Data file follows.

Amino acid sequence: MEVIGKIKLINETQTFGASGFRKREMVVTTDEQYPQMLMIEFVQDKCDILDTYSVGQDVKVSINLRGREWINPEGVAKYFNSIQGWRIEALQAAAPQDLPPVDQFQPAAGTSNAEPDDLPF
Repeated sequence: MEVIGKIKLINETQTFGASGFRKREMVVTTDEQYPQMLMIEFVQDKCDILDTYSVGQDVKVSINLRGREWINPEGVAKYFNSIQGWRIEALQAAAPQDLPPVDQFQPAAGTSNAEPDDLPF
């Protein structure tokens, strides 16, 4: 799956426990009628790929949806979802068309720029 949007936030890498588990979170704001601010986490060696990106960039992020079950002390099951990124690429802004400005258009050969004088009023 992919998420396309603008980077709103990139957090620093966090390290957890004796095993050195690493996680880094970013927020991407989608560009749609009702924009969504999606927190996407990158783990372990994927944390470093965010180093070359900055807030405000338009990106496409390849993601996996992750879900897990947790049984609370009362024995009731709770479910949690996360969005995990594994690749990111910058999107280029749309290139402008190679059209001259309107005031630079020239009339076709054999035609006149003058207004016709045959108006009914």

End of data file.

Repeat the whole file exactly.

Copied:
Amino acid sequence: MEVIGKIKLINETQTFGASGFRKREMVVTTDEQYPQMLMIEFVQDKCDILDTYSVGQDVKVSINLRGREWINPEGVAKYFNSIQGWRIEALQAAAPQDLPPVDQFQPAAGTSNAEPDDLPF
Repeated sequence: MEVIGKIKLINETQTFGASGFRKREMVVTTDEQYPQMLMIEFVQDKCDILDTYSVGQDVKVSINLRGREWINPEGVAKYFNSIQGWRIEALQAAAPQDLPPVDQFQPAAGTSNAEPDDLPF
């Protein structure tokens, strides 16, 4: 799956426990009628790929949806979802068309720029 949007936030890498588990979170704001601010986490060696990106960039992020079950002390099951990124690429802004400005258009050969004088009023 992919998420396309603008980077709103990139957090620093966090390290957890004796095993050195690493996680880094970013927020991407989608560009749609009702924009969504999606927190996407990158783990372990994927944390470093965010180093070359900055807030405000338009990106496409390849993601996996992750879900897990947790049984609370009362024995009731709770479910949690996360969005995990594994690749990111910058999107280029749309290139402008190679059209001259309107005031630079020239009339076709054999035609006149003058207004016709045959108006009914």